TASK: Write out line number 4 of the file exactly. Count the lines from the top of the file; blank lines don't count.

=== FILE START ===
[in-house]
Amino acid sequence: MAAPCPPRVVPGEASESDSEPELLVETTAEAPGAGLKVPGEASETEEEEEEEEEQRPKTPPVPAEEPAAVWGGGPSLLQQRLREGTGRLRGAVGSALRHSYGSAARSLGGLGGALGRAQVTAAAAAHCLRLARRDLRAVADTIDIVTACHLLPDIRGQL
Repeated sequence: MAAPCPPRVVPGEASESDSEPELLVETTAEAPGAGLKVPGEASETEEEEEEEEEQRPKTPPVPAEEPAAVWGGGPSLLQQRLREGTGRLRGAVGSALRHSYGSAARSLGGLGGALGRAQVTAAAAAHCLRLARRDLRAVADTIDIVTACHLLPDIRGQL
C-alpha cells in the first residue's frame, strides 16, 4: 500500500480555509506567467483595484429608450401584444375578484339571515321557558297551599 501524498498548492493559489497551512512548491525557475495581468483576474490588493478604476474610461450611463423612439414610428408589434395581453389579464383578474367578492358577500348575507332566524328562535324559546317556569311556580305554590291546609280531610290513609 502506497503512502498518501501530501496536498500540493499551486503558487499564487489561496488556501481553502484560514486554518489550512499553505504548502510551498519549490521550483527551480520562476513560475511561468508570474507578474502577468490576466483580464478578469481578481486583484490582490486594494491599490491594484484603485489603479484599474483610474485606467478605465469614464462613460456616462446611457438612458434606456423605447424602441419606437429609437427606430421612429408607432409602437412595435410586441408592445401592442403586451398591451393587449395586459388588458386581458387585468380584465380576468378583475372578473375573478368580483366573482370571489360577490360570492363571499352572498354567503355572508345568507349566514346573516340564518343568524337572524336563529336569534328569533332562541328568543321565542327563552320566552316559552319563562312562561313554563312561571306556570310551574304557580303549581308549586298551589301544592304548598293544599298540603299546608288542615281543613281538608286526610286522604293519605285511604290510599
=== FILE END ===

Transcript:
C-alpha cells in the first residue's frame, strides 16, 4: 500500500480555509506567467483595484429608450401584444375578484339571515321557558297551599 501524498498548492493559489497551512512548491525557475495581468483576474490588493478604476474610461450611463423612439414610428408589434395581453389579464383578474367578492358577500348575507332566524328562535324559546317556569311556580305554590291546609280531610290513609 502506497503512502498518501501530501496536498500540493499551486503558487499564487489561496488556501481553502484560514486554518489550512499553505504548502510551498519549490521550483527551480520562476513560475511561468508570474507578474502577468490576466483580464478578469481578481486583484490582490486594494491599490491594484484603485489603479484599474483610474485606467478605465469614464462613460456616462446611457438612458434606456423605447424602441419606437429609437427606430421612429408607432409602437412595435410586441408592445401592442403586451398591451393587449395586459388588458386581458387585468380584465380576468378583475372578473375573478368580483366573482370571489360577490360570492363571499352572498354567503355572508345568507349566514346573516340564518343568524337572524336563529336569534328569533332562541328568543321565542327563552320566552316559552319563562312562561313554563312561571306556570310551574304557580303549581308549586298551589301544592304548598293544599298540603299546608288542615281543613281538608286526610286522604293519605285511604290510599